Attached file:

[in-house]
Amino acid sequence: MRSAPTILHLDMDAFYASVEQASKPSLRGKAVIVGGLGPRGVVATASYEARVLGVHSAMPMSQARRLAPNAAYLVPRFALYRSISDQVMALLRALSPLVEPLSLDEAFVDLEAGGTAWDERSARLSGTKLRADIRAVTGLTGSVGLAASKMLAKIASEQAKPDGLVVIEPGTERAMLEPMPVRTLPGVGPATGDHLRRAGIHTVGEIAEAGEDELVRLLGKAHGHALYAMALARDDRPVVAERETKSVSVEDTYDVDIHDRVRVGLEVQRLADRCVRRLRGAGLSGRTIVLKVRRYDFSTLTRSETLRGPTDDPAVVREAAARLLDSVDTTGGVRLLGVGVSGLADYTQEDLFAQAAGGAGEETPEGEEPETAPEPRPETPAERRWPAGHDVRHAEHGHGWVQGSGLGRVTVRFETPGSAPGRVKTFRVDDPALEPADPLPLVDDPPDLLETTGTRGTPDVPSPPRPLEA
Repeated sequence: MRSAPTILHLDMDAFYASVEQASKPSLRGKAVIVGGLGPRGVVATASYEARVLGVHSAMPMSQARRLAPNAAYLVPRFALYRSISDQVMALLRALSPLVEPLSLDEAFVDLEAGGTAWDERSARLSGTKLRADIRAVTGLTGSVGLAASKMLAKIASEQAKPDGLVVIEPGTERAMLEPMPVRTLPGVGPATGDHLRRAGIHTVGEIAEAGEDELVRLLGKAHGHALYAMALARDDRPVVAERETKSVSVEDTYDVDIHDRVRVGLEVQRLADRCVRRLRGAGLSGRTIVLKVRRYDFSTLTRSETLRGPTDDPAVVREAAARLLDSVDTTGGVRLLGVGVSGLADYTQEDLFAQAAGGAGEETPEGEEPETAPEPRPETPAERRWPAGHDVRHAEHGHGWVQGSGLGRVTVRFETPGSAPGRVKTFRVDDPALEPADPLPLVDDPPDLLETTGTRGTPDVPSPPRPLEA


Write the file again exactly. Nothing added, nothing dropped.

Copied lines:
[in-house]
Amino acid sequence: MRSAPTILHLDMDAFYASVEQASKPSLRGKAVIVGGLGPRGVVATASYEARVLGVHSAMPMSQARRLAPNAAYLVPRFALYRSISDQVMALLRALSPLVEPLSLDEAFVDLEAGGTAWDERSARLSGTKLRADIRAVTGLTGSVGLAASKMLAKIASEQAKPDGLVVIEPGTERAMLEPMPVRTLPGVGPATGDHLRRAGIHTVGEIAEAGEDELVRLLGKAHGHALYAMALARDDRPVVAERETKSVSVEDTYDVDIHDRVRVGLEVQRLADRCVRRLRGAGLSGRTIVLKVRRYDFSTLTRSETLRGPTDDPAVVREAAARLLDSVDTTGGVRLLGVGVSGLADYTQEDLFAQAAGGAGEETPEGEEPETAPEPRPETPAERRWPAGHDVRHAEHGHGWVQGSGLGRVTVRFETPGSAPGRVKTFRVDDPALEPADPLPLVDDPPDLLETTGTRGTPDVPSPPRPLEA
Repeated sequence: MRSAPTILHLDMDAFYASVEQASKPSLRGKAVIVGGLGPRGVVATASYEARVLGVHSAMPMSQARRLAPNAAYLVPRFALYRSISDQVMALLRALSPLVEPLSLDEAFVDLEAGGTAWDERSARLSGTKLRADIRAVTGLTGSVGLAASKMLAKIASEQAKPDGLVVIEPGTERAMLEPMPVRTLPGVGPATGDHLRRAGIHTVGEIAEAGEDELVRLLGKAHGHALYAMALARDDRPVVAERETKSVSVEDTYDVDIHDRVRVGLEVQRLADRCVRRLRGAGLSGRTIVLKVRRYDFSTLTRSETLRGPTDDPAVVREAAARLLDSVDTTGGVRLLGVGVSGLADYTQEDLFAQAAGGAGEETPEGEEPETAPEPRPETPAERRWPAGHDVRHAEHGHGWVQGSGLGRVTVRFETPGSAPGRVKTFRVDDPALEPADPLPLVDDPPDLLETTGTRGTPDVPSPPRPLEA